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Promoting the role of voluntary organisations and foundations in Europe
The European Commission is working to encourage and develop the civil dialogue by promoting the role of voluntary organisations and foundations. This dialogue is intended to inform citizens about social policy development and in particular the implementation of measures designed to combat social exclusion and discrimination. In this Communication, the Commission explains the problems and challenges facing voluntary organisations and foundations with a view to encouraging their development at national and European levels, improving their ability to respond to future needs, and maximising their contribution to European integration.
Communication from the Commission of 6 June 1997 on promoting the role of voluntary organisations and foundations in Europe.[COM(1997) 241 final - Not published in the Official Journal].
Civil dialogue may be described as the reciprocal exchange of information between citizens at the grass roots and the European institutions, which facilitates the development of a social policy that is responsive to real needs, from the European level down to the local level, by promoting European citizenship and participation.
The beginnings of a more structured and consistent civil dialogue date back to the Maastricht Treaty, which enshrined Declaration 23 (annexed to the EU Treaty). This declaration stresses the importance of "cooperation between [the European institutions] … and charitable associations and foundations as institutions responsible for welfare establishments and services".
The social economy consists of three sectors:
- mutual societies,
- voluntary organisations.
Among these sectors, the voluntary organisations and foundations are becoming increasingly numerous. In addition, they play an essential role in almost all fields of social activity (sports activities, human rights, development policy, citizens' interests, etc.). They play a part in creating jobs, in demonstrating active citizenship and in the exercise of democracy. Over time they have begun to contribute to European integration. This is why the Commission has mounted an extensive survey in order to learn more about the sector and to identify the problems to be addressed (the results of the survey are contained in Annex 1).
Over the years the voluntary sector and the European institutions have begun to cooperate more closely (the voluntary sector disseminates information to the public and shares its knowledge and experience with the institutions). There is a genuine political will for systematic consultation at European level, both in preparing and in implementing policies, ever since the adoption of Declaration 23.
However, the voluntary sector has had to address fresh problems and challenges linked to the extension of its role. Voluntary organisations trying to develop transnational European activities encounter a series of obstacles such as:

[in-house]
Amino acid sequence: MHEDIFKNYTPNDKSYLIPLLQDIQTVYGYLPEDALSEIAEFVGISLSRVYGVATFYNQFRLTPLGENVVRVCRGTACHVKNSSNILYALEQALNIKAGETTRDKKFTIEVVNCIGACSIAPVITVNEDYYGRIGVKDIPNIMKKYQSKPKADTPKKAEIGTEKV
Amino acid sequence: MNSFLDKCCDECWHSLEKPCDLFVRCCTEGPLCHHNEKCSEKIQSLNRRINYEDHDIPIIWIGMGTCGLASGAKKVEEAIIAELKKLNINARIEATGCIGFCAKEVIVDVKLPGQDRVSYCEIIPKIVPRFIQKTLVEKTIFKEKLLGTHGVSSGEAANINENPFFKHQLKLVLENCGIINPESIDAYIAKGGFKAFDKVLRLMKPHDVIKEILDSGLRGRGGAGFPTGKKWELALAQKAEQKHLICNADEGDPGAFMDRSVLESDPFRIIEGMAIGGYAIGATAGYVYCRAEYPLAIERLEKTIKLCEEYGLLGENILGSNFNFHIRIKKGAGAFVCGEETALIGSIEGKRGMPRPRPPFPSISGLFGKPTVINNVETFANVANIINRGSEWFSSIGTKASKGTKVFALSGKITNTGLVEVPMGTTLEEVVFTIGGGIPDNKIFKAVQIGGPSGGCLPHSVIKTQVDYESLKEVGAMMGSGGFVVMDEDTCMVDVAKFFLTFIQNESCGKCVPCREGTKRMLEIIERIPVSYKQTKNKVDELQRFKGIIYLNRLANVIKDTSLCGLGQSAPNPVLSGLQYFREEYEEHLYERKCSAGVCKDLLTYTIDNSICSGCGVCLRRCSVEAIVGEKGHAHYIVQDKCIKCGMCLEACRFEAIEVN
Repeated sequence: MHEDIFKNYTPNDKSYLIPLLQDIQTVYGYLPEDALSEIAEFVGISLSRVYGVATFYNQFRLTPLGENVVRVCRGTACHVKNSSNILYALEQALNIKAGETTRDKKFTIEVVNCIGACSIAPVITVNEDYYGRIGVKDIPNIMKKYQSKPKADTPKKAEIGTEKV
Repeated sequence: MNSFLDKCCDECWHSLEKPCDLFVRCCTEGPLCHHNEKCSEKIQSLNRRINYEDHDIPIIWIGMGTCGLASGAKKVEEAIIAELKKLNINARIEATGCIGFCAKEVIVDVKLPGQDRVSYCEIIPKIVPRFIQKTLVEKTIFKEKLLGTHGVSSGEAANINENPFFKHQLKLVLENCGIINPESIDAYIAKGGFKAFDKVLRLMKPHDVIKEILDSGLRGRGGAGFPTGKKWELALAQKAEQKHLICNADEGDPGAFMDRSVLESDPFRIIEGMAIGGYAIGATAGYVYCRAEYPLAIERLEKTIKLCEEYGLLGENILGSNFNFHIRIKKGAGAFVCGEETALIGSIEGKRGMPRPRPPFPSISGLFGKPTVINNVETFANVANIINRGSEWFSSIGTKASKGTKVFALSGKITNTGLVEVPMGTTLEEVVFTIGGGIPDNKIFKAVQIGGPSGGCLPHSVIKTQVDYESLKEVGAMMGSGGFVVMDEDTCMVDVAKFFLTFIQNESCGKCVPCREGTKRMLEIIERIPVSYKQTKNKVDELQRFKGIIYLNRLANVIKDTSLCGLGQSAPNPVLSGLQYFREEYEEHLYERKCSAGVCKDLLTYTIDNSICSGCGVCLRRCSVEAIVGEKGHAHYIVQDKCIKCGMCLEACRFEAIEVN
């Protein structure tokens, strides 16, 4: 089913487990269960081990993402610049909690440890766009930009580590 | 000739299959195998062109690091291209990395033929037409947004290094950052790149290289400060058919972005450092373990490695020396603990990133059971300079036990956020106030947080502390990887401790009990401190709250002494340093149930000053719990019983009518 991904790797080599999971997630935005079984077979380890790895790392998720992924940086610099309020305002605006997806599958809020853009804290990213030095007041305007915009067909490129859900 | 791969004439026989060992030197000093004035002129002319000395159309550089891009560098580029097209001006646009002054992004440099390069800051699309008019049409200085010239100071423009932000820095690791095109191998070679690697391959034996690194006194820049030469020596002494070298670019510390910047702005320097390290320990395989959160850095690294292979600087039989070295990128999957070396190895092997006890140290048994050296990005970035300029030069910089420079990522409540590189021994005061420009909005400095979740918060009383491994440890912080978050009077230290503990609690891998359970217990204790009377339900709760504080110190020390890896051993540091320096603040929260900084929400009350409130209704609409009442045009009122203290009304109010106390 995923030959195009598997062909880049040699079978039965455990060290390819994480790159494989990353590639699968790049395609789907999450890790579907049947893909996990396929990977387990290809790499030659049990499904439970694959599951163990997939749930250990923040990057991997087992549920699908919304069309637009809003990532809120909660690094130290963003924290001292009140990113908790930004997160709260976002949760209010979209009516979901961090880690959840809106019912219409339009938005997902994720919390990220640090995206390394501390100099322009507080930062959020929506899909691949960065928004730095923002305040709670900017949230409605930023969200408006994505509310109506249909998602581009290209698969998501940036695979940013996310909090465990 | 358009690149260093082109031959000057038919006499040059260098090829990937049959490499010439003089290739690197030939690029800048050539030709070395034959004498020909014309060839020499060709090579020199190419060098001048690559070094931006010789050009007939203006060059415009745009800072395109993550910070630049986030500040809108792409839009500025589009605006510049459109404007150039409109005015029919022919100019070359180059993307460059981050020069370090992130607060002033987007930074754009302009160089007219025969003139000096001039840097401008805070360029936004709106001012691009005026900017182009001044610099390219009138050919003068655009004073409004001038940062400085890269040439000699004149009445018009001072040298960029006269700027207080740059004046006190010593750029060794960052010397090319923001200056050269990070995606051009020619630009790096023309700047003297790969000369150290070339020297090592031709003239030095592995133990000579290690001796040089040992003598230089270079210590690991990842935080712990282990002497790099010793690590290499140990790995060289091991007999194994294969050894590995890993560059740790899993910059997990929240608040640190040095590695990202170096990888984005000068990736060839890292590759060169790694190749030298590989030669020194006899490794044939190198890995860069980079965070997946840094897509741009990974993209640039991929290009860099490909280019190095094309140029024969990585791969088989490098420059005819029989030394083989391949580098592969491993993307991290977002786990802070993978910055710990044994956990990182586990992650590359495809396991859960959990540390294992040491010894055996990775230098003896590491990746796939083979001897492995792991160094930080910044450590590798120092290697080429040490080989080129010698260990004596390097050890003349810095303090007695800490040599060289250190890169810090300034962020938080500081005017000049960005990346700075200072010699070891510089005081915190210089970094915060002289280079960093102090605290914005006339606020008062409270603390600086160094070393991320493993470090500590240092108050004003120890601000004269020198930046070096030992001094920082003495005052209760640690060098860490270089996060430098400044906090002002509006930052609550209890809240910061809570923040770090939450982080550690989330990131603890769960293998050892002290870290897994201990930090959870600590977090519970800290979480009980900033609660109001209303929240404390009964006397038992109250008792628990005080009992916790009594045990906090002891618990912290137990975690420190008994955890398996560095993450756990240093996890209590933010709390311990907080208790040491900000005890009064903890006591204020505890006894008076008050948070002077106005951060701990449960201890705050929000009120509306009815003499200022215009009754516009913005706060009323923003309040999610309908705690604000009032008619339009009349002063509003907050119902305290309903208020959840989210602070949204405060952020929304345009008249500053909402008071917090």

- the difficulty in finding partners in other countries for joint projects;
- the lack of funding at European level;
- late payment of Community financial aid;
- the unrepresentative nature of certain organisations;
- lack of adequate training.
The Commission and the Member States are trying to remedy these problems on an ad hoc basis. The Commission considers it important to put in place a consistent policy and a strategy for this sector. It has put forward a certain number of ideas for examination by the voluntary sector, at both national and European level.
In compliance with the subsidiarity principle, the Commission considers that the bulk of the activities must take place at national or even regional or local level, and proposes in particular:
- learning more about the sector at all levels;
- developing partnerships between the public authorities and the voluntary sector, while ensuring that they remain truly independent;
- developing a clearer legal and tax framework for the voluntary organisations and foundations;
- ensuring that the voluntary sector has adequate training opportunities.
Voluntary organisations and foundations:
The voluntary organisations and foundations should be more open and accessible so that citizens and the public authorities can familiarise themselves with their objectives and working methods.
They should also:
- diversify their sources of funding;
- encourage their personnel to seek training;
- liase more closely with the public authorities and the business community.
The dialogue between the voluntary organisations and institutions and Community bodies should be developed, in particular by the Consultative Committee for Cooperatives, Mutual Societies, Associations and Foundations, which aims to ensure the horizontal consultation and coordination of the sector, but also via the European Social Forum.
Parliament has also proposed creating an observatory to monitor the development of the sector in the single market.
Other actions could also be undertaken in order to:
- improve access to European training programmes for members of voluntary organisations that wish to expand in Europe;
- promote access to certain Community funds;
- create a special fund in order to encourage transnational activities by the voluntary organisations.
The Commission is keen to mount a large-scale dialogue involving the sector, the European institutions, the Member States and other interested parties, in order to scrutinise the proposals set out in this Communication. It plans to organise a series of conferences and seminars to discuss this Communication and the questions it raises.